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Progressive Rock CD Reviews

Asia

Don’t Cry – 12-inch Single (Vinyl)

Review by Gary Hill

For years Music Street Journal avoided covering items that were out of print. Well, with the way the Internet has changed things, allowing people to buy used copies of out of print items at decent prices, that seems a senseless requirement. So, I’ve decided to start catching up on reviewing a few of the more unusual vinyl items I’ve gotten over the years. This twelve-inch single is one of those. I don’t know if I’d necessarily call the title track progressive rock (it and the final number come from the Alpha album), it has elements of prog. Additionally the other two songs land a lot closer. Besides, with the lineup of prog musicians here (Geoff Downes, Steve Howe, Carl Palmer and John Wetton), the classification works. However you slice it, though, this is pretty cool stuff.

This review is available in book format (hardcover and paperback) in Music Street Journal: 2014  Volume 1 at lulu.com/strangesound.

Track by Track Review
Side A
Don't Cry
Geoff Downes’ keyboards start this in bright tones. Steve Howe’s guitar dances across on the introduction. It drops down after a time to the song proper. It’s very much an AOR oriented pop rock tune in that section. The chorus hook is very catchy. This is classic Asia.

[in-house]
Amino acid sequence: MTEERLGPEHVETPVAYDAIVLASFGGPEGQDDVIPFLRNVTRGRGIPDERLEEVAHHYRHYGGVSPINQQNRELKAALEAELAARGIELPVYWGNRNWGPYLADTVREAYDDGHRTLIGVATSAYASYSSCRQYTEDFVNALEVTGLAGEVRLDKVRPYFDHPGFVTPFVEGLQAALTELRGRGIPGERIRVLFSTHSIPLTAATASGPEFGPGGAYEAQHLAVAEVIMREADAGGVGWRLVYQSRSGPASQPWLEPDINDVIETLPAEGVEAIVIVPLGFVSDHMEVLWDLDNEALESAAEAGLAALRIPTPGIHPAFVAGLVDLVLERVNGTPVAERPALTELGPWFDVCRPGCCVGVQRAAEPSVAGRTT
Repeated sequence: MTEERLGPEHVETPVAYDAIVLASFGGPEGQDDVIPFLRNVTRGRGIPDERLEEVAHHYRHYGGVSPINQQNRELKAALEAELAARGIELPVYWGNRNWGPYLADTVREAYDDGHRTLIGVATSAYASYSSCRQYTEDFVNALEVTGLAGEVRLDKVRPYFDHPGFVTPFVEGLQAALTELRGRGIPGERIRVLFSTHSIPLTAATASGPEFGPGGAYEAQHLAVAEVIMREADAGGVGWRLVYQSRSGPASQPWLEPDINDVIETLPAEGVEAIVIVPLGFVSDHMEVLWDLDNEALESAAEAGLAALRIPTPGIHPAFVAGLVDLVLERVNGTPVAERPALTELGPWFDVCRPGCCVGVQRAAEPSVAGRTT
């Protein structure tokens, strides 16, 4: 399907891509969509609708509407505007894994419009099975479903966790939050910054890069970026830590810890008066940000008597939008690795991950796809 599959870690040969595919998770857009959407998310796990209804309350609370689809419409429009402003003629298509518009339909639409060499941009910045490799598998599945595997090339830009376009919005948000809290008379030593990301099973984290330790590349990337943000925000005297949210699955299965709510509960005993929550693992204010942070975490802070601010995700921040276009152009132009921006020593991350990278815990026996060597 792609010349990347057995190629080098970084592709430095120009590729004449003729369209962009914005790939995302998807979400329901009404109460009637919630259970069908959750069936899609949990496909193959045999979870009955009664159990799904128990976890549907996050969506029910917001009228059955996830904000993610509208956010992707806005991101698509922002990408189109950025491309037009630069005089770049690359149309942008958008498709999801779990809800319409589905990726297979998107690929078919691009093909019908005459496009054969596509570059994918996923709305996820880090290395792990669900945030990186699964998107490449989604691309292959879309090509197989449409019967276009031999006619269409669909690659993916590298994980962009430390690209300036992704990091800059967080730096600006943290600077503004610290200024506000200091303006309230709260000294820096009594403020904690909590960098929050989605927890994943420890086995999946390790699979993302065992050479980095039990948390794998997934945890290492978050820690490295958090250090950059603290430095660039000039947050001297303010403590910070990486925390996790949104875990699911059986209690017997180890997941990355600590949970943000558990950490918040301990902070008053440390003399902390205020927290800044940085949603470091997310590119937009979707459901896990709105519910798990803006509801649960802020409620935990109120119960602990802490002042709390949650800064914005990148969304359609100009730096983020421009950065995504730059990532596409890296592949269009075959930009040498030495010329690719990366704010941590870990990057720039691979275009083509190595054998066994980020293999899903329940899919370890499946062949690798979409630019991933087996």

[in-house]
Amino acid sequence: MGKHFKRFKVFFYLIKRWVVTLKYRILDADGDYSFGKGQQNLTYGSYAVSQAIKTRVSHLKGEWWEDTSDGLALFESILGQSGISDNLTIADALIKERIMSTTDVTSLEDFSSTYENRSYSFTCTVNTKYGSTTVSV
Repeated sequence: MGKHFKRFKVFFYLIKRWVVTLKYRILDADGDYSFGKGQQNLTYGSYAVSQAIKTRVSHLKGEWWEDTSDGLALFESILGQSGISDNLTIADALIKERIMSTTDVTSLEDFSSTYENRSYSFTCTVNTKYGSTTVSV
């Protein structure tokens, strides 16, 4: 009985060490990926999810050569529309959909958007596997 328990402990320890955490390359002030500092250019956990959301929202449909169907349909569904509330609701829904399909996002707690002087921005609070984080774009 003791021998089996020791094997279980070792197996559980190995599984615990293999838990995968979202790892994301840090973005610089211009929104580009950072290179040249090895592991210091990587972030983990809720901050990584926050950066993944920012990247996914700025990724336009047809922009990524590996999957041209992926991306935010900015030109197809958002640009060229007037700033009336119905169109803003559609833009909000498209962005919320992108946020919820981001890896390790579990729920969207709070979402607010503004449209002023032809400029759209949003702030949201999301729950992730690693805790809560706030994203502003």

Side B
Daylight
This track wasn’t on the Alpha album, making it a rarity. It, too, starts with keyboards. They are in an organ voicing and the cut works out there in a dramatic fashion. This is much more of a progressive rock tune. There are hints of both the Beatles and the Buggles, though. It’s got a driving, bouncy rhythm section and is quite a strong tune. There are some great melodic moments. I really like this one a lot.
True Colors
In keeping with the tradition, keyboards also start this one. It’s quite a dramatic, more ballad-like song. It is a power ballad, though, getting more oomph on the chorus. Both Steve Howe and Geoff Downes get the opportunity to shine here. It’s another cut that’s quite strong. It’s also very much trademark early Asia. There are some moments that are quite Yes-like and this is definitely a progressive rock piece, too. Sure, it’s on the pop end of that spectrum, but there’s nothing wrong with that in my book.
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